For all the time Tristan Knutson-Lombardo spends leading the pack in Southeast cross country races, you might think the Juneau-Douglas senior was first in line to join the team his freshman year.
But Knutson-Lombardo's first foray into high school running was made with some hesitation, some doubt that cross country was his calling. As he heads into the final Southeast meet of his decorated career, it's hard to imagine Knutson-Lombardo wasn't sure if he should be a runner.
Knutson-Lombardo will run for a second straight individual title Saturday at the Southeast Championships in Sitka. He'll lead the defending region and state champion Crimson Bears, who will be joined by Ketchikan and Sitka in the Class 4A boys race at 2:15 p.m. on a totem-lined trail at Sitka National Historic Park.
The defending region champion Juneau girls run in their Class 4A race at 1:30 p.m, while Class 2A and 3A schools run earlier in the day. Southeast squads will compete for team and individual berths at the state meet, which takes place Oct. 2 at Skyview High School in Soldotna.
The Crimson Bear boys traveling to the region meet are seniors Knutson-Lombardo and Greg Frank, juniors Tyler Dinnan and Wesley Dinnan, and sophomores Ray Huebschen, Nils Domke and Andrew Flansaas.
Juneau's girls squad includes senior Megan Bush, juniors Jordan Harvey, Jordan Moser and Lexi Garvey, and freshmen Kirsten Jorgensen, Katie Krehlik and Isabel Bush.
Growing up in Juneau, Knutson-Lombardo - son of Matt Knutson and Rosary Lombardo and older brother of JDHS sophomore tennis player Kaelen - participated in a variety of community fun runs and ran cross country in middle school. But he was a bit uncertain if he wanted to make the jump to prep running as a freshman.
He jokes that what clinched his decision to go out for cross country was a new pair of running shoes his dad bought for him before his freshman year.
"I felt obligated to do it," Knutson-Lombardo said.
Once on the team, Knutson-Lombardo found success in his early races and a welcoming atmosphere from upperclassmen like senior Jesse Stringer, who won the region title that fall.
"There were some great leaders on that team," Knutson-Lombardo said. "It felt like a place I wanted to be."
Juneau coach Merry Ellefson, who started coaching the Crimson Bears in Knutson-Lombardo's freshman year, remembers taking him and the rest of the Juneau junior varsity runners to a meet in Wrangell that first season. They arrived at the meet 10 minutes before it started due to travel troubles, but Knutson-Lombardo persevered and posted his first prep win.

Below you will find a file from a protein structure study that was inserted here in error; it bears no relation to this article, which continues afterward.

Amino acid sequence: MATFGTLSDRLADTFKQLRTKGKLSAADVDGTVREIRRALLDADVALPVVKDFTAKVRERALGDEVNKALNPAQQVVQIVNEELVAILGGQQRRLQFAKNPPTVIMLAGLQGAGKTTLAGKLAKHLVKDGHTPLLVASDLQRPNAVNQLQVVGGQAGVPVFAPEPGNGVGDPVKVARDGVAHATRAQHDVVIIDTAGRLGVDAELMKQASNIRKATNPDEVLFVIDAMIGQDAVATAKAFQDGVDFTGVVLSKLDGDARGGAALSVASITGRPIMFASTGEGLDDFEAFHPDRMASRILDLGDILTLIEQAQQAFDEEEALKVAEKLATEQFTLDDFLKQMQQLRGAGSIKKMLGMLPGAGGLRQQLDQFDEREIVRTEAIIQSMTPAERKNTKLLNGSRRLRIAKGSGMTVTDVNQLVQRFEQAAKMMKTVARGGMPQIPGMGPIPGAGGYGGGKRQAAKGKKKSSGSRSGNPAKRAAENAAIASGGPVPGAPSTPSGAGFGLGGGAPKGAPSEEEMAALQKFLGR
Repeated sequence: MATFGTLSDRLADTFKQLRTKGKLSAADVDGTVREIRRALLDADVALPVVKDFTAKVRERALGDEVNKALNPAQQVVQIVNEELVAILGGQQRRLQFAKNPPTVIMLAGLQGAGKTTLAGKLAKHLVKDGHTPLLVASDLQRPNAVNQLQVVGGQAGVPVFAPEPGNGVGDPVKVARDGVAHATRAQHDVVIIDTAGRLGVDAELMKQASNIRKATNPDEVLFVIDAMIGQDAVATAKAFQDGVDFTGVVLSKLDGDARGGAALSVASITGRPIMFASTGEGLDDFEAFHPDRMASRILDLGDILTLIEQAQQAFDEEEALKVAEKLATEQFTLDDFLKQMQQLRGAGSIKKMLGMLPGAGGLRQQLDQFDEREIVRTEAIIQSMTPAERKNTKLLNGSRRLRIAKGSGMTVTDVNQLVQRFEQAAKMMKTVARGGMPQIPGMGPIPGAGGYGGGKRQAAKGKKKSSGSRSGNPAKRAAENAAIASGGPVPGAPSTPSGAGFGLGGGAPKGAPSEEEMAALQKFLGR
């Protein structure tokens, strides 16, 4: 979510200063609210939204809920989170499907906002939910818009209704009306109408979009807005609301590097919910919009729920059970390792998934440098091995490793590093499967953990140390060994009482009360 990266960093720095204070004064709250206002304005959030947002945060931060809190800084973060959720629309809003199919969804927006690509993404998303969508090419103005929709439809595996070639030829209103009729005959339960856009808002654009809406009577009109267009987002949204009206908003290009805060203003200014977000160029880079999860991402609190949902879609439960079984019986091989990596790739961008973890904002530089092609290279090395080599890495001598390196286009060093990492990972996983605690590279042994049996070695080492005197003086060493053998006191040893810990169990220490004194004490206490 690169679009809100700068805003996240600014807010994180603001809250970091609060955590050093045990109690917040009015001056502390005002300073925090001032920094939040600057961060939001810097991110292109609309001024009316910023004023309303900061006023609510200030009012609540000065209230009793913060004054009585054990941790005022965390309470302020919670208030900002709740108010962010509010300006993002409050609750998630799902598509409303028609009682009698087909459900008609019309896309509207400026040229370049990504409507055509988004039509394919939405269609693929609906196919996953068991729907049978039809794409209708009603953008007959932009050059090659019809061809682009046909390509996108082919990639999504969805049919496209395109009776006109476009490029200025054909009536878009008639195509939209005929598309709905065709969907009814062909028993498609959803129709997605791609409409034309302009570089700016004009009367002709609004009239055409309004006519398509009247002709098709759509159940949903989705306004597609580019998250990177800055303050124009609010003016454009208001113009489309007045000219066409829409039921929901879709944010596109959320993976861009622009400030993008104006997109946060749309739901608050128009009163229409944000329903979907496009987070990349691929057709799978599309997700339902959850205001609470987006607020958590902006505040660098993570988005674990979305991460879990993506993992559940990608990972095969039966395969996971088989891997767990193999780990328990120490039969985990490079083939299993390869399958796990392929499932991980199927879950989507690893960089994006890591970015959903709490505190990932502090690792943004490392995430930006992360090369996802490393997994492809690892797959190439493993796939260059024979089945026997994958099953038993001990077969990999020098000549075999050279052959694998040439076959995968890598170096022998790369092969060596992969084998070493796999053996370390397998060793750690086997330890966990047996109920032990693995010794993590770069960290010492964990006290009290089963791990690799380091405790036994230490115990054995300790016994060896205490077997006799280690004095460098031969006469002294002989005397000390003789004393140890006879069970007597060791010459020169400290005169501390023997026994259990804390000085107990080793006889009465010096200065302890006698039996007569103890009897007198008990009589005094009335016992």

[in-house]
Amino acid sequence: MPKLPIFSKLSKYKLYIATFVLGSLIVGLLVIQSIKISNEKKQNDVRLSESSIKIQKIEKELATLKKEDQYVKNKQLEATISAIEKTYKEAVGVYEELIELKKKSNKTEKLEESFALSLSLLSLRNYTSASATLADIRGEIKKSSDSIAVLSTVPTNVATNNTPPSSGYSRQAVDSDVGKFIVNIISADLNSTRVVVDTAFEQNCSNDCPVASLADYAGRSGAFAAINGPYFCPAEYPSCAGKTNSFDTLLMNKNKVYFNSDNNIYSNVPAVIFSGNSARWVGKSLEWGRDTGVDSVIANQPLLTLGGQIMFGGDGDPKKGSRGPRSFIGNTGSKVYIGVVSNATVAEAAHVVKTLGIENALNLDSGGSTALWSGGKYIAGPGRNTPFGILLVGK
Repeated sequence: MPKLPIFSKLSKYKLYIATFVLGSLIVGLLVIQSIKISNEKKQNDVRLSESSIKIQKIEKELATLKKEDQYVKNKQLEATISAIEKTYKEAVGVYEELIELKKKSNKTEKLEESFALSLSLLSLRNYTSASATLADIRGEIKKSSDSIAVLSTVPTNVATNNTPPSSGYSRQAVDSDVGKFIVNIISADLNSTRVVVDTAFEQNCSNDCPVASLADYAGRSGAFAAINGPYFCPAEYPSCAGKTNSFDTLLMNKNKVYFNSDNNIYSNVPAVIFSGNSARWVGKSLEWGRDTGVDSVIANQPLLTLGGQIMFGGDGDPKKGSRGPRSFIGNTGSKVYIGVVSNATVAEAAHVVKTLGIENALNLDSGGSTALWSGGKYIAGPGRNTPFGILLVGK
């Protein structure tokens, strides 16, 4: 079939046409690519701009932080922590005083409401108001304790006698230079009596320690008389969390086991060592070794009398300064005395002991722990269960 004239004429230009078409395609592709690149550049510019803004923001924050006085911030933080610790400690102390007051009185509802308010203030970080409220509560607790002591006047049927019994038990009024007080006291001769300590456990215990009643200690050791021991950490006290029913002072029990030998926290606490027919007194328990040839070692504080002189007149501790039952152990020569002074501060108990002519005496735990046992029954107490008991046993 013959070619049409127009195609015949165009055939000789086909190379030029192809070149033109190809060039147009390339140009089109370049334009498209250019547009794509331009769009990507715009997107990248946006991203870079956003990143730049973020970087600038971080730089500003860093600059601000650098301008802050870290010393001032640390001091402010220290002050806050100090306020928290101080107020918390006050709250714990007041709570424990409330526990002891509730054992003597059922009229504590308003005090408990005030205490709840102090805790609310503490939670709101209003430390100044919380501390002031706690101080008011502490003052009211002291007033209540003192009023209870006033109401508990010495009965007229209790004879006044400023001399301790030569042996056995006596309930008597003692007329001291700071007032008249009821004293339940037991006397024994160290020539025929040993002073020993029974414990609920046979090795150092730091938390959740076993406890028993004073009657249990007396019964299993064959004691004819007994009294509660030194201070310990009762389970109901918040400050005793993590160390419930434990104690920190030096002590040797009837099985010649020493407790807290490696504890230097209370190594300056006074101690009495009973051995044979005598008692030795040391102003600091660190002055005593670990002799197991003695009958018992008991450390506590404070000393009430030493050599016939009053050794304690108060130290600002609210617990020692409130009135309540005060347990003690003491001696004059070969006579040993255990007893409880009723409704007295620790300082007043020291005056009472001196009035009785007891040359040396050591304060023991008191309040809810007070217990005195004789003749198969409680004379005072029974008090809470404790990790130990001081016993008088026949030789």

"I remember watching him being so far ahead, and the big step he took in confidence," Ellefson said.
Since then, Knutson-Lombardo has progressed to win the region title last season and become one of the state's top runners. He also runs track in the spring, and won the state title in the 1,600 meters last May.
"He's been a really committed runner," Juneau cross-country coach Guy Thibodeau said. "He's a year-round runner, and puts his heart and soul into it.
"All that hard work has really paid off. He's developed into a distance runner with a lot of speed, so if he's close at the end of a race, he's going to have a tremendous kick."
That's thanks to training that goes far beyond the track and cross country seasons. Last winter, Knutson-Lombardo cross-country skied and snowshoed. He won several snowshoeing ulus (medals) at last year's Arctic Winter Games.
Over the summer, Knutson-Lombardo started out running 30 miles a week and ramped up to 60 miles a week over time, at a target pace of six minutes per mile.
"He gets up at six in the morning and runs on days when he has practice at three in the afternoon," his father said. Knutson said that for his son, running has evolved from "a high school activity into a passion."
Around town, Knutson-Lombardo likes to run Perseverance Trail - in part because of the bench memorializing former JDHS runner Ben Blackgoat, and in part because of the name. He said his favorite training run is along East Glacier Trail.
A common story line at meets this season has been Knutson-Lombardo out in front, inspiring his teammates to run faster. But what drives Knutson-Lombardo?
Knowing his leadership role is part of what pushes him to run faster. Knutson-Lombardo also thinks about how his "up north" rivals might be doing in their meets - runners like defending state champ Jesse Cherry of Chugiak, or Peter Doner of Colony.
"I think of the guys up north - Jesse's going to run this time this weekend, or Peter's going to run this time," he said.
Knutson-Lombardo said he'd like to try and break the 16-minute mark this weekend, but he's also focused on team goals for the region meet and, hopefully, the state meet.
"We've been so fortunate to have so much talent on our squad," he said. "We're focusing so much on running not just for ourselves, but for the six other guys out there who want us to do our best."
Beyond his senior year, he'd like to run in college and is still scouting out possible schools.
Ellefson said it's been "a privilege" to watch Knutson-Lombardo grow as a runner, and as a person.
"He's such a hard worker, (dedicated) not only to running, but to every aspect of running - health, teamwork, stretching," Ellefson said. "And he's always sharing that with the rest of the runners. ...
"I notice his joy - how much he loves it."
Andrew Krueger can be reached at email@example.com.
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